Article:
Keynote address by Minister Nathi Mthethwa at the opening of Moshito 2014
Chairperson of Moshito, Mr Sipho Sithole
Distinguished Moshito Board Members
Local Music sector,
Officials from various government structures,
Ladies and Gentlemen
All protocol observed
It is my pleasure to address the opening of Moshito 2014. We gather here today in the full understanding that music is a global business. It is an important instrument that contributes to the economy and, above all, creates employment, fights poverty and enables a decent standard of living for musicians and other professionals in the sector.
The purpose of this conference is to give guidance and direction to strengthen and consolidate the business of music. It is now an open secret that the creative industries contribute billions to the economies of developed countries like United States, the UK and Germany, among others.
We have come together, again, to explore possibilities to make it easier for the music business and its practitioners to access the new opportunities in the creative industries global market. We will have failed to fulfil our historical mission if we do not manage the impact of globalization in a way that will protect, preserve and advance our interests in the global market.
At the end of the day, we must have provided clear on how we use the arts to contribute to the upliftment of our economies.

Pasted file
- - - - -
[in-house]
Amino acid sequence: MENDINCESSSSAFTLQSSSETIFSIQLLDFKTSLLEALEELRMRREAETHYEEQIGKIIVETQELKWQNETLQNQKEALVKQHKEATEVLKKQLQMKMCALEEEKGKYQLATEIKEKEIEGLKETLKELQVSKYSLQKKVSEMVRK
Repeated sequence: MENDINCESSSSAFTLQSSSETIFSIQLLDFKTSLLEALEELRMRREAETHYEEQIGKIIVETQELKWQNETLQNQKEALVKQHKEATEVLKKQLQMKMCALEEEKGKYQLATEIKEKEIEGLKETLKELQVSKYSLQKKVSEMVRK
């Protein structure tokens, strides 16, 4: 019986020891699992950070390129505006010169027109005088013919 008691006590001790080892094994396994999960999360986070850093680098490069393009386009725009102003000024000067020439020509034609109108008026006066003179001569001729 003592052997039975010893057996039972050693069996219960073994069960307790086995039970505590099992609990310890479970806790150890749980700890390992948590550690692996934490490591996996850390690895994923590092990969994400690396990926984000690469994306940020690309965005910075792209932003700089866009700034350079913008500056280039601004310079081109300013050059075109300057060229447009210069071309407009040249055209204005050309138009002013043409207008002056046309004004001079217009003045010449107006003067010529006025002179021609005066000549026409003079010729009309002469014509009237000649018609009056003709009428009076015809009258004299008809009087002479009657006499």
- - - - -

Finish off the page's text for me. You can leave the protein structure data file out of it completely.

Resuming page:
I believe we have made some giant strides in developing and implementing policies on heritage, especially the cultural industries, to contribute to radical economic transformation and thus change the lives our artists in the sector.
As the policy formulating Department, we have managed to mainstream and highlight the role and contribution of the arts sector in the economy. It is almost 20 years ago in 1998 when we released the Cultural Industries Growth Strategy to advance the cultural industries landscape.
It was three years ago in 2011 when the Department adopted the Mzansi Golden Economy (MGE) strategy to unleash the economic potential of the creative sector through large scale investment. In a significant development, Parliament adopted the National Development Plan (NDP) which requires us to use the creative industries to grow an inclusive economy, build skills and to promote active citizenry, leadership and partnerships, among others.
This conference must help refine strategies that government has put into place for the creative industries to create employment, fight poverty, provide skills and economic self-reliance among artists.
We believe that artists, especially musicians, are small and big business men and women! Thus the Department will establish and launch cultural incubators for content production, talent development, establish a Venture Capital Fund, value capturing and value circulation.
This development will provide spaces and facilities for artists to locate their business as the first step towards job creation and creating opportunities for economic self-reliance.
The fast growth of the information super highway has seen the internet used wrongly to undermine gains in the music industry. Unfortunately, it has been used to facilitated piracy and knocked CD sales. But the industry has turned the corner, now.
In an April report, the International Federation of the Phonographic Industry (IFPI) indicates that digital sales now accounts for 39 per cent of total industry revenues in the world.